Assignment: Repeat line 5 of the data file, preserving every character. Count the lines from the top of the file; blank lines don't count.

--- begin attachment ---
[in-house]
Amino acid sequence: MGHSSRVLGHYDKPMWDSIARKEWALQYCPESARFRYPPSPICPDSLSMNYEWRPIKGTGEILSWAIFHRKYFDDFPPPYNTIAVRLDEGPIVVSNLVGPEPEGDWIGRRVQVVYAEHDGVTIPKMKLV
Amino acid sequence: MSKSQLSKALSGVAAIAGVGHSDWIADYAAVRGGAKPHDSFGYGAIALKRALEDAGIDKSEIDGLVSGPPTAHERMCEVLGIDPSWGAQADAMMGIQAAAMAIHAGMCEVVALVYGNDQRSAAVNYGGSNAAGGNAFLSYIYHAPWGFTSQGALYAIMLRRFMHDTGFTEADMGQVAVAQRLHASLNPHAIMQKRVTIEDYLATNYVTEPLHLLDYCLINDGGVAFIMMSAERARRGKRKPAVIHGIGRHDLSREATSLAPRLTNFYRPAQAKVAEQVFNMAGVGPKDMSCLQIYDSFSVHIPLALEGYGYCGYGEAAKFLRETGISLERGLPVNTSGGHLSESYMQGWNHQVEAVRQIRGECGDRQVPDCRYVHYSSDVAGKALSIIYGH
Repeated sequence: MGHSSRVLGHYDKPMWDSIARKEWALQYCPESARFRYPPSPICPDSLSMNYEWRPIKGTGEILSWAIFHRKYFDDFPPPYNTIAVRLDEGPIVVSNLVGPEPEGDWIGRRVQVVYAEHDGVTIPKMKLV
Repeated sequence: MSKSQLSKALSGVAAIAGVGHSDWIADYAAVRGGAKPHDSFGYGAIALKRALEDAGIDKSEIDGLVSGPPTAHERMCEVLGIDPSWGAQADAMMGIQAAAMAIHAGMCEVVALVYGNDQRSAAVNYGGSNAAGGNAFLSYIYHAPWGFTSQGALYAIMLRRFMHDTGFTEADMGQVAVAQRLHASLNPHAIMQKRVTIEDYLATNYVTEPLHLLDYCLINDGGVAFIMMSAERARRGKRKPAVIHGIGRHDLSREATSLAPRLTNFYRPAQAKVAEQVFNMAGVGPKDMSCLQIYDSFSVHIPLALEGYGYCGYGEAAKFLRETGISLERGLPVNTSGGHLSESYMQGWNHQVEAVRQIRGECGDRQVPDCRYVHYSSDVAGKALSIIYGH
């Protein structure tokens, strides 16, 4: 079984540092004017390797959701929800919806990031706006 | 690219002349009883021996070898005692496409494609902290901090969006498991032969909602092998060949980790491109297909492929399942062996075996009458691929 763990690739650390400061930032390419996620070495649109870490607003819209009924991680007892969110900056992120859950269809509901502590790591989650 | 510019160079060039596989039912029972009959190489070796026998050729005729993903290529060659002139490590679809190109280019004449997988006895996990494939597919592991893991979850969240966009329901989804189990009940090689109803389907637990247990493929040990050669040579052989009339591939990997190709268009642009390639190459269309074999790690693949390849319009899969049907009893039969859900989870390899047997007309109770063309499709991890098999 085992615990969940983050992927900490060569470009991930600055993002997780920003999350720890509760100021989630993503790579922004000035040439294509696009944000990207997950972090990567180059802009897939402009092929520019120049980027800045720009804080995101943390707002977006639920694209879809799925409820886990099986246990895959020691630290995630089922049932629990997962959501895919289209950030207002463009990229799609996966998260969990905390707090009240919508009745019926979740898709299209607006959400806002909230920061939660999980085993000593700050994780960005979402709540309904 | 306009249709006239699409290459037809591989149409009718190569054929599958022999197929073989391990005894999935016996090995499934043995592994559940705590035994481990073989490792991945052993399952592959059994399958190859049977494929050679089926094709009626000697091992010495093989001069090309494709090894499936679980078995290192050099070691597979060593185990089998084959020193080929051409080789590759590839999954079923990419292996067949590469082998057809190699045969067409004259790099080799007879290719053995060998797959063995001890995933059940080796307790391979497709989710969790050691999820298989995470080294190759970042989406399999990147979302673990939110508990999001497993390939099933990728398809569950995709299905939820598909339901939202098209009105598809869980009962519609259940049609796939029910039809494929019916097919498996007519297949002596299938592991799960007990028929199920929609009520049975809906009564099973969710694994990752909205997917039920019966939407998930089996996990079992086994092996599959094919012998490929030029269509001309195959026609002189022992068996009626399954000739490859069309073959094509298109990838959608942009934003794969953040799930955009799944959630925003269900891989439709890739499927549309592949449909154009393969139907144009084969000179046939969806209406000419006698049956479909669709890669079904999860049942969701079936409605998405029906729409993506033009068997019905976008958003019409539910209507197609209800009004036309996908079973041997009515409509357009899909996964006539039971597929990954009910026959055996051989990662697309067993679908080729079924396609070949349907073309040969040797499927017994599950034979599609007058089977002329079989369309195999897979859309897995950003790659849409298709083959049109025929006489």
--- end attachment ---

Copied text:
Repeated sequence: MSKSQLSKALSGVAAIAGVGHSDWIADYAAVRGGAKPHDSFGYGAIALKRALEDAGIDKSEIDGLVSGPPTAHERMCEVLGIDPSWGAQADAMMGIQAAAMAIHAGMCEVVALVYGNDQRSAAVNYGGSNAAGGNAFLSYIYHAPWGFTSQGALYAIMLRRFMHDTGFTEADMGQVAVAQRLHASLNPHAIMQKRVTIEDYLATNYVTEPLHLLDYCLINDGGVAFIMMSAERARRGKRKPAVIHGIGRHDLSREATSLAPRLTNFYRPAQAKVAEQVFNMAGVGPKDMSCLQIYDSFSVHIPLALEGYGYCGYGEAAKFLRETGISLERGLPVNTSGGHLSESYMQGWNHQVEAVRQIRGECGDRQVPDCRYVHYSSDVAGKALSIIYGH